Charlie DelMarcelle calls out the critic.
In the middle of The Audience Disturbs Marcel’s Bath Time and He Is Very Upset With You All, a little one act whose title is nearly as long as the 40-minute play, DelMarcelle, as the central character Marcel, is interacting with the audience, ad-libbing like mad. “What’s she writing?” he wonders aloud, looking at me. Then he grabs my notebook and reads what I’ve written, pretending it says, “This could be the end of Charlie DelMarcelle’s career.” It was a great moment, testimony to DelMarcelle’s confidence. His career is in no danger whatsoever.
Ryan Bultrowicz’s play is about a man taking a bath; Marcel teases us, sensuously preparing a candle and a rubber ducky, dancing around the old-fashioned blue tub, removing his robe, then a towel, finally to reveal he’s wearing a bathing suit.
But who are we, the audience? The bathroom is “a sacred place,” so what kind of “perverts” (his word) buy tickets to watch a man take a bath? His wife, Emilia (Meghan Winch), appears — and we seem to be invisible to her.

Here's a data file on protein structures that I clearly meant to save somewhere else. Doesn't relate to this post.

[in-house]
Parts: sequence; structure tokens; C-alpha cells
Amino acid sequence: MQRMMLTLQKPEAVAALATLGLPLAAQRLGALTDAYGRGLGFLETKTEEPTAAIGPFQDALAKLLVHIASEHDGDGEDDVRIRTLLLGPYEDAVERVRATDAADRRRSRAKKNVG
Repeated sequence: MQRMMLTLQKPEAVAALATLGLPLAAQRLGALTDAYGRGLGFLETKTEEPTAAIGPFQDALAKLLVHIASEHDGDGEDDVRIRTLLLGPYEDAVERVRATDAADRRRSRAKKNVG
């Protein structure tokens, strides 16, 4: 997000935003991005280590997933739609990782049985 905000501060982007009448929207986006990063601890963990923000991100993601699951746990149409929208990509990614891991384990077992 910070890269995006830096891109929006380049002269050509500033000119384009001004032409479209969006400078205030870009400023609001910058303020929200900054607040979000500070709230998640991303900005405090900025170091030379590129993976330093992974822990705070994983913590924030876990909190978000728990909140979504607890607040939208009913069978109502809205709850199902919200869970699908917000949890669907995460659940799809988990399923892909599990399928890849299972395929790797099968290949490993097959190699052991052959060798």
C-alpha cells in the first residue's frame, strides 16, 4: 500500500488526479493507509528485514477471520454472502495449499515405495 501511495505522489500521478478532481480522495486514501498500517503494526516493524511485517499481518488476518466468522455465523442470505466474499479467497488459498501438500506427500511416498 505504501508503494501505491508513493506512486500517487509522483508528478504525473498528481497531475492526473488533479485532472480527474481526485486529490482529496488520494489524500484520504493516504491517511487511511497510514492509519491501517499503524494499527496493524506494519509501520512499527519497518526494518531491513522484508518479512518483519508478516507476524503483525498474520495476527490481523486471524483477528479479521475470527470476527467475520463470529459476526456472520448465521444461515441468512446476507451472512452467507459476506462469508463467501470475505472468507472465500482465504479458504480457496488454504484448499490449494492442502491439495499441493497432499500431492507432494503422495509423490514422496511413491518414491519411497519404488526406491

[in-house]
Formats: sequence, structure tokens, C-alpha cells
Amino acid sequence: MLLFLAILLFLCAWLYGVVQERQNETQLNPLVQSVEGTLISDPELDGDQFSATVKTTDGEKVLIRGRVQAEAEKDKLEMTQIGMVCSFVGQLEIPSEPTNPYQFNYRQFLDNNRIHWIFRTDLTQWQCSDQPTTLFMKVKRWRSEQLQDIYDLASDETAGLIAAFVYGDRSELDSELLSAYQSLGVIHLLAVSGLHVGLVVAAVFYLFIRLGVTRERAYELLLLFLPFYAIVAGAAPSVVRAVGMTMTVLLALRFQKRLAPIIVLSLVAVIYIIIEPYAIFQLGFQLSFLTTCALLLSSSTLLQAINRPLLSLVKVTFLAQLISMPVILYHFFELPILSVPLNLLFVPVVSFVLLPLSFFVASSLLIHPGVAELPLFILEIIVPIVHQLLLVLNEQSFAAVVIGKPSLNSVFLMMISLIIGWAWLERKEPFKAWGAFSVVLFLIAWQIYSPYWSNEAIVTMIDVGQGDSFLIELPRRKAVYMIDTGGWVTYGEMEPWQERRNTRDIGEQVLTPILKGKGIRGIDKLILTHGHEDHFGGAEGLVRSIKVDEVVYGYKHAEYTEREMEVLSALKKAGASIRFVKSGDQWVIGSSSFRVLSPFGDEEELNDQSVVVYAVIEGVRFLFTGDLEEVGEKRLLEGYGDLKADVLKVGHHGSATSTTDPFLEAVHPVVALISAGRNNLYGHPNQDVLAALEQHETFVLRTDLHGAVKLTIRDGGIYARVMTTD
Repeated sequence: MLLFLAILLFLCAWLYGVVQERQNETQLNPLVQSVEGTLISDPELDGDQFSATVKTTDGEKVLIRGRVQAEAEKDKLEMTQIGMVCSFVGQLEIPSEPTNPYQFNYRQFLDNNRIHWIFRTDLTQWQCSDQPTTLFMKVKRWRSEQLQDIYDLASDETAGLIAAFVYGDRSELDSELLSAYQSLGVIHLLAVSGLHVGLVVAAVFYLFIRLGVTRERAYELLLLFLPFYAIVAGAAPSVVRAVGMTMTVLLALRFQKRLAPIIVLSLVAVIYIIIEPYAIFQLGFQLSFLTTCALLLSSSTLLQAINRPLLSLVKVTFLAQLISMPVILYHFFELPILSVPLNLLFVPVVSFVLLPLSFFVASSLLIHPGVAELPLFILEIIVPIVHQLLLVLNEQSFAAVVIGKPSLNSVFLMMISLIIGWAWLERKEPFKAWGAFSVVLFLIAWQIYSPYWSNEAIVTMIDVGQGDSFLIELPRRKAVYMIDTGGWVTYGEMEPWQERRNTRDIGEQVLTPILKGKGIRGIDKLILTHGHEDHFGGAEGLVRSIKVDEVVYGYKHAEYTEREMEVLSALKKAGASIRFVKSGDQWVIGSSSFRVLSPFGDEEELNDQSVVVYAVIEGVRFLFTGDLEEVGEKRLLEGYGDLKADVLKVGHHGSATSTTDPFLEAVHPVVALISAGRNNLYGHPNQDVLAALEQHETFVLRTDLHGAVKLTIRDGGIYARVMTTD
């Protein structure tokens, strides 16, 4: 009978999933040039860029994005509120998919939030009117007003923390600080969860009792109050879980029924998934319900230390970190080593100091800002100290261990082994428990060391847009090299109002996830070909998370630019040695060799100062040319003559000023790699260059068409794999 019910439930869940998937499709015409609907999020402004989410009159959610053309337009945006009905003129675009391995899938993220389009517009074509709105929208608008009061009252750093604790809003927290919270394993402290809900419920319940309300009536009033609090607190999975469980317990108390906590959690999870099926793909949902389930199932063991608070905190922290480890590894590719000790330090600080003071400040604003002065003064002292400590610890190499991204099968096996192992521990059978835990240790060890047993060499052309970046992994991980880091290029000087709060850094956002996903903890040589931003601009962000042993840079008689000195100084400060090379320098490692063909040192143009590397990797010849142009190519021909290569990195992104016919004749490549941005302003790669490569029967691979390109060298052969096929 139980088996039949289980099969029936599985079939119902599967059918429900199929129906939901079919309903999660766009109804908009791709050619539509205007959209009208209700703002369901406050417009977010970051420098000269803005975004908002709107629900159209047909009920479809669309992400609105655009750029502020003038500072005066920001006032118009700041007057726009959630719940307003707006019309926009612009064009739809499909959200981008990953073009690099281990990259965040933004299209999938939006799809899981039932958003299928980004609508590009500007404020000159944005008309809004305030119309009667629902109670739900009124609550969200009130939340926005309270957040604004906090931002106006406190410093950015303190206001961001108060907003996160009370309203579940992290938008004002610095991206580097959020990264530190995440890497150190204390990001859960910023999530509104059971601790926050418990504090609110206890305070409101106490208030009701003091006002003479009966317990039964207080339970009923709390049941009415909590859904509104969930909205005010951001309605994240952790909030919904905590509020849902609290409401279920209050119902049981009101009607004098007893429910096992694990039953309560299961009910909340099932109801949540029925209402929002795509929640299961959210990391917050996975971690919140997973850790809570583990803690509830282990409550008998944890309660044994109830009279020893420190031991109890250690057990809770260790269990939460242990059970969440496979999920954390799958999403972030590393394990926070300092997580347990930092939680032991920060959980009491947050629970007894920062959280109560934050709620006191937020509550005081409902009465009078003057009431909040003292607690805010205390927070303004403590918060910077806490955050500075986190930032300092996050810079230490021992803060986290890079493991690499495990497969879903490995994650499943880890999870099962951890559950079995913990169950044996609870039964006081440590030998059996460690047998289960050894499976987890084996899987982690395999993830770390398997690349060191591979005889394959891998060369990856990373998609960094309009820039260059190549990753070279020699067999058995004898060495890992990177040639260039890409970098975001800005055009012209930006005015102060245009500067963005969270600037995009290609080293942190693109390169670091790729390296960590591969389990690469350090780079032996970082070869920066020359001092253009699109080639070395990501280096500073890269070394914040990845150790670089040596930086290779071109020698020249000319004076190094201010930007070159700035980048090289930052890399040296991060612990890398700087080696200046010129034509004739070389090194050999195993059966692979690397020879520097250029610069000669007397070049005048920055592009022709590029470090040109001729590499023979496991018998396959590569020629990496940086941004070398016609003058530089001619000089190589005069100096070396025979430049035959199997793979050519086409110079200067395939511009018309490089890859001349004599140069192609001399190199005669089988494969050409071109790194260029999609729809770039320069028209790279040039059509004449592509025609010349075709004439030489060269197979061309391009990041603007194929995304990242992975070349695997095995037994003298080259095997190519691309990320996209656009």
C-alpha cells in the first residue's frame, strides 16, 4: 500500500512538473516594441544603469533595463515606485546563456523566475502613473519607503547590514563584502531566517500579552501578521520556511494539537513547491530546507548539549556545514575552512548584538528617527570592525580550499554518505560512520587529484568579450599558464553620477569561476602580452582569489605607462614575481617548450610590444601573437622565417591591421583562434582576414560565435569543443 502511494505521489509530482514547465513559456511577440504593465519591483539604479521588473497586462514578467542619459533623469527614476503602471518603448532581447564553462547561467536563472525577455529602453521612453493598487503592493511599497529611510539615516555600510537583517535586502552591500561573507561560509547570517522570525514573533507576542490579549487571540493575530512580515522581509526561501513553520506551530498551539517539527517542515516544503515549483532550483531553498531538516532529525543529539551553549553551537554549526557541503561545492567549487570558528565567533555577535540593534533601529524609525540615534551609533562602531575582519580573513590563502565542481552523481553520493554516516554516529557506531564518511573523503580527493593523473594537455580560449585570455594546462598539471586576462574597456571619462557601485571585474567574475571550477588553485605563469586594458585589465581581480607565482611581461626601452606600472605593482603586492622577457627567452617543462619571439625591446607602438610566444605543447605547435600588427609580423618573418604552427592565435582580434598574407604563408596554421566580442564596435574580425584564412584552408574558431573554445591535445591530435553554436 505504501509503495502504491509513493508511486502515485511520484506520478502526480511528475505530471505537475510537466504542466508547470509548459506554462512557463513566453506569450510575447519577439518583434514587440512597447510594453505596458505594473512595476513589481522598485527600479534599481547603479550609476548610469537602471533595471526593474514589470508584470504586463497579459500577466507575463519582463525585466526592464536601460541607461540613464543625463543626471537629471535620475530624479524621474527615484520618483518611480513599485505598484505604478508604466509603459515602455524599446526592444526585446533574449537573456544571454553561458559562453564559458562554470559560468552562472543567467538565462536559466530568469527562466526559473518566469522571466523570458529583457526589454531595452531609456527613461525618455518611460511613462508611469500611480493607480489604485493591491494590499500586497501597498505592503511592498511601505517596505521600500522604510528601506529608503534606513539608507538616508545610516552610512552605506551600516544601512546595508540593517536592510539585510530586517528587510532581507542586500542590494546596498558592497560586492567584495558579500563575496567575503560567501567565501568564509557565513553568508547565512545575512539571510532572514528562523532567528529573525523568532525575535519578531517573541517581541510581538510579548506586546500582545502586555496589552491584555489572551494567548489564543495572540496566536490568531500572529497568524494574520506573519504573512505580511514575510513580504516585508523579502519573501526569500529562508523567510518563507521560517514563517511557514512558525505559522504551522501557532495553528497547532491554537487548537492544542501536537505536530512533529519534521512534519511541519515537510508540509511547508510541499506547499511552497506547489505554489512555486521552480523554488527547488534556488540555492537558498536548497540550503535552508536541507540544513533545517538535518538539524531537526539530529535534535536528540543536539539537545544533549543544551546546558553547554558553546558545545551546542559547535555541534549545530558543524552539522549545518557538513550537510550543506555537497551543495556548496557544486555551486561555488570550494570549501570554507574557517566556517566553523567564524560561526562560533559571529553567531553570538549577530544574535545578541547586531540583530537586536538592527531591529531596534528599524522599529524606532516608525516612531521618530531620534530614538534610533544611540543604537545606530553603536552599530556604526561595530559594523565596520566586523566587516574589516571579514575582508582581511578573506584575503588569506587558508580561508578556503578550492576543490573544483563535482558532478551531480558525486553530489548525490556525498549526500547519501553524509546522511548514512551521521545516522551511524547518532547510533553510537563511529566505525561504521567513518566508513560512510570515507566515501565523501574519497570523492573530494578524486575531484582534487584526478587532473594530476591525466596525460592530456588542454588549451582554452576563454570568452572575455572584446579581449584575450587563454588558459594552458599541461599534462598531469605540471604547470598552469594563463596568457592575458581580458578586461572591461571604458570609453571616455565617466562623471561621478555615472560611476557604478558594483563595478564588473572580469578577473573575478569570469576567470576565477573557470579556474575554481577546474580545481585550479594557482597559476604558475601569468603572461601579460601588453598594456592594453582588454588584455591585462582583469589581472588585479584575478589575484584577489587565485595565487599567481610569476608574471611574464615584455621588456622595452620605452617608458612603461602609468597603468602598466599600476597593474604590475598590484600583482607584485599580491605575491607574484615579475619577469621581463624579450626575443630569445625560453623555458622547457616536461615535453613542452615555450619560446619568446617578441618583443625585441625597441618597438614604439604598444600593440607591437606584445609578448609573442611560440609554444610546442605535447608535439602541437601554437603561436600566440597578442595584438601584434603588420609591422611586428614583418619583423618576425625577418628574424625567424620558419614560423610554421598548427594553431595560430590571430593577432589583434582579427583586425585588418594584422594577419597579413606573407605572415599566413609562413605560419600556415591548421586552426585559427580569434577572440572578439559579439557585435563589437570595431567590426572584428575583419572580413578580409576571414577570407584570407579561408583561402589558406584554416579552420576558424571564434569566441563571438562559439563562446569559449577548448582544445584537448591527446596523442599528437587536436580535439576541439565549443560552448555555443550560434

To provide answers to the above questions would be to spoil what little plot there is. The central, unspoken idea, rather than the sequence of events, suggests the play concerns those prevalent feelings in contemporary life: paranoia and desperation — especially when it comes to money and health care. It’s one thing to sell your blood, or your hair, but it’s another to sell your privacy. Just ask Facebook.
Director Kathryn MacMillan manages the difficult space well. The audience is seated at tables with a center aisle; the bathtub curtain functions as the theatrical curtain, too. A Play, a Pie and a Pint is a British pub tradition, here Americanized to a drink (wine, beer, or soda) and a slice of pizza. It’s sort of a theatrical happy hour.